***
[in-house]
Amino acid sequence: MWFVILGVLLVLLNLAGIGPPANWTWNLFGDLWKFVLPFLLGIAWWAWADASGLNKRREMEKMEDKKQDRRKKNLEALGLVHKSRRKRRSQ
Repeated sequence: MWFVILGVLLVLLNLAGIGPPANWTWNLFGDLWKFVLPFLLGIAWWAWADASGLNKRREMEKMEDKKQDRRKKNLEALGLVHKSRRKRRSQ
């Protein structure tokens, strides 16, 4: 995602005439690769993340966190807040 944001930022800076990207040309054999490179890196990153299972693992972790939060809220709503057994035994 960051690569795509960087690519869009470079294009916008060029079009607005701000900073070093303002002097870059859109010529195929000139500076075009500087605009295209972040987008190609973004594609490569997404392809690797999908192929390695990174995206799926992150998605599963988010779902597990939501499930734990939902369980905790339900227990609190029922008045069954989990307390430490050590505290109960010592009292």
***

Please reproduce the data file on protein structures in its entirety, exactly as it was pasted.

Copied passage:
[in-house]
Amino acid sequence: MWFVILGVLLVLLNLAGIGPPANWTWNLFGDLWKFVLPFLLGIAWWAWADASGLNKRREMEKMEDKKQDRRKKNLEALGLVHKSRRKRRSQ
Repeated sequence: MWFVILGVLLVLLNLAGIGPPANWTWNLFGDLWKFVLPFLLGIAWWAWADASGLNKRREMEKMEDKKQDRRKKNLEALGLVHKSRRKRRSQ
């Protein structure tokens, strides 16, 4: 995602005439690769993340966190807040 944001930022800076990207040309054999490179890196990153299972693992972790939060809220709503057994035994 960051690569795509960087690519869009470079294009916008060029079009607005701000900073070093303002002097870059859109010529195929000139500076075009500087605009295209972040987008190609973004594609490569997404392809690797999908192929390695990174995206799926992150998605599963988010779902597990939501499930734990939902369980905790339900227990609190029922008045069954989990307390430490050590505290109960010592009292």